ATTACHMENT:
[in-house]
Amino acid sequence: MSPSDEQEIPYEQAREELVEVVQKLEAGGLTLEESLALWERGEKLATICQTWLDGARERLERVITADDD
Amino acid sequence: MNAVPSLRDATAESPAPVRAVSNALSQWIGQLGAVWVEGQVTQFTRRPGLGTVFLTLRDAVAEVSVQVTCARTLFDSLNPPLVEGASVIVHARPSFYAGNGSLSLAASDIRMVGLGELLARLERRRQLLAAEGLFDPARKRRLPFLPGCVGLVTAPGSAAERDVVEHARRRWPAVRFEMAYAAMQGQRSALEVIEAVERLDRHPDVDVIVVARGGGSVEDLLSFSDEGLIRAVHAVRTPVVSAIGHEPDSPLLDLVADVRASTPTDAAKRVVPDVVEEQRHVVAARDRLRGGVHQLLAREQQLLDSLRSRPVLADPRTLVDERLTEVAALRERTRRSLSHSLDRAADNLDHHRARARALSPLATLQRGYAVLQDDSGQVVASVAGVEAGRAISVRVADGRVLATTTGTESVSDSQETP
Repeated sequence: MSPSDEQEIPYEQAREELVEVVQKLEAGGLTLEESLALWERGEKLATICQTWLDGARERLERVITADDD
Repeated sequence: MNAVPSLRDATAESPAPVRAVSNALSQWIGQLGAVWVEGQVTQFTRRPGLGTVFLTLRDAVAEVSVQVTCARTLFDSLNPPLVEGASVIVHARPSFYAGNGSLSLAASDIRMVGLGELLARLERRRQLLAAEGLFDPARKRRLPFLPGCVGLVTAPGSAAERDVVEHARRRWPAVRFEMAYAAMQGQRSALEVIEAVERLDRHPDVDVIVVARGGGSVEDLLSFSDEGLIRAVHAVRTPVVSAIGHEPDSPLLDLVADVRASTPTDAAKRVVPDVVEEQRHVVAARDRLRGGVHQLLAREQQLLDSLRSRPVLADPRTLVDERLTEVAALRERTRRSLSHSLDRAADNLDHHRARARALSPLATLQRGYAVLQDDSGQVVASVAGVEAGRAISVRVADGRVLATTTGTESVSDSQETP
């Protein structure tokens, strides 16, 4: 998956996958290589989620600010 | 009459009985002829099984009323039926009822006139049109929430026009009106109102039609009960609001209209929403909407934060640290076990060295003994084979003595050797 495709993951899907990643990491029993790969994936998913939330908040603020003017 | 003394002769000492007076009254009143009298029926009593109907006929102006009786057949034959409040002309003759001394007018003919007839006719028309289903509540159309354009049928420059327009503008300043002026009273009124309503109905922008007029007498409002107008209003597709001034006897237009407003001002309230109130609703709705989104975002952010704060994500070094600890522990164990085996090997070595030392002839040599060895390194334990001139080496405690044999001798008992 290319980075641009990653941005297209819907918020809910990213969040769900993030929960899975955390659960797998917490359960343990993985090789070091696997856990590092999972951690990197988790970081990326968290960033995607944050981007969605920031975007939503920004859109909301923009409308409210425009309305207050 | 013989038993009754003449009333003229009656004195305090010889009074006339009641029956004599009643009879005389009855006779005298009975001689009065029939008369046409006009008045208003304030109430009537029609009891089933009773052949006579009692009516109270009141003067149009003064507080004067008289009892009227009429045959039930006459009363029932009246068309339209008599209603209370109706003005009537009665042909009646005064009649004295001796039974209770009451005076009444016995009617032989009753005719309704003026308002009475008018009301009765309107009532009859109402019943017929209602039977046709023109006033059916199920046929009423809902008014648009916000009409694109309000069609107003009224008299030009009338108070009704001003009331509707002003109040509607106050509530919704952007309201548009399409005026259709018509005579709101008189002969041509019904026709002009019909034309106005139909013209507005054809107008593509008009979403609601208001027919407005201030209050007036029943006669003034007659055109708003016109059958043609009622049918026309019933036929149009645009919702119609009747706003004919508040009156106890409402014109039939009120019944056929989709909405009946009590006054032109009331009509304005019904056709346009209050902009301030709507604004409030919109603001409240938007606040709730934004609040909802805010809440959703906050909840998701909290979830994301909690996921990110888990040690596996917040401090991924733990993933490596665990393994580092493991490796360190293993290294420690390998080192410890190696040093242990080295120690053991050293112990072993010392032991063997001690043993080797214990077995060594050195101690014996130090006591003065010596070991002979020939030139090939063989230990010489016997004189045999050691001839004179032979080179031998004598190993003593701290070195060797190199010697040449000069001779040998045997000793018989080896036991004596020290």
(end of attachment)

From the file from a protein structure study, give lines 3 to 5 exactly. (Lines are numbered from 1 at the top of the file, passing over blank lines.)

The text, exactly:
Amino acid sequence: MNAVPSLRDATAESPAPVRAVSNALSQWIGQLGAVWVEGQVTQFTRRPGLGTVFLTLRDAVAEVSVQVTCARTLFDSLNPPLVEGASVIVHARPSFYAGNGSLSLAASDIRMVGLGELLARLERRRQLLAAEGLFDPARKRRLPFLPGCVGLVTAPGSAAERDVVEHARRRWPAVRFEMAYAAMQGQRSALEVIEAVERLDRHPDVDVIVVARGGGSVEDLLSFSDEGLIRAVHAVRTPVVSAIGHEPDSPLLDLVADVRASTPTDAAKRVVPDVVEEQRHVVAARDRLRGGVHQLLAREQQLLDSLRSRPVLADPRTLVDERLTEVAALRERTRRSLSHSLDRAADNLDHHRARARALSPLATLQRGYAVLQDDSGQVVASVAGVEAGRAISVRVADGRVLATTTGTESVSDSQETP
Repeated sequence: MSPSDEQEIPYEQAREELVEVVQKLEAGGLTLEESLALWERGEKLATICQTWLDGARERLERVITADDD
Repeated sequence: MNAVPSLRDATAESPAPVRAVSNALSQWIGQLGAVWVEGQVTQFTRRPGLGTVFLTLRDAVAEVSVQVTCARTLFDSLNPPLVEGASVIVHARPSFYAGNGSLSLAASDIRMVGLGELLARLERRRQLLAAEGLFDPARKRRLPFLPGCVGLVTAPGSAAERDVVEHARRRWPAVRFEMAYAAMQGQRSALEVIEAVERLDRHPDVDVIVVARGGGSVEDLLSFSDEGLIRAVHAVRTPVVSAIGHEPDSPLLDLVADVRASTPTDAAKRVVPDVVEEQRHVVAARDRLRGGVHQLLAREQQLLDSLRSRPVLADPRTLVDERLTEVAALRERTRRSLSHSLDRAADNLDHHRARARALSPLATLQRGYAVLQDDSGQVVASVAGVEAGRAISVRVADGRVLATTTGTESVSDSQETP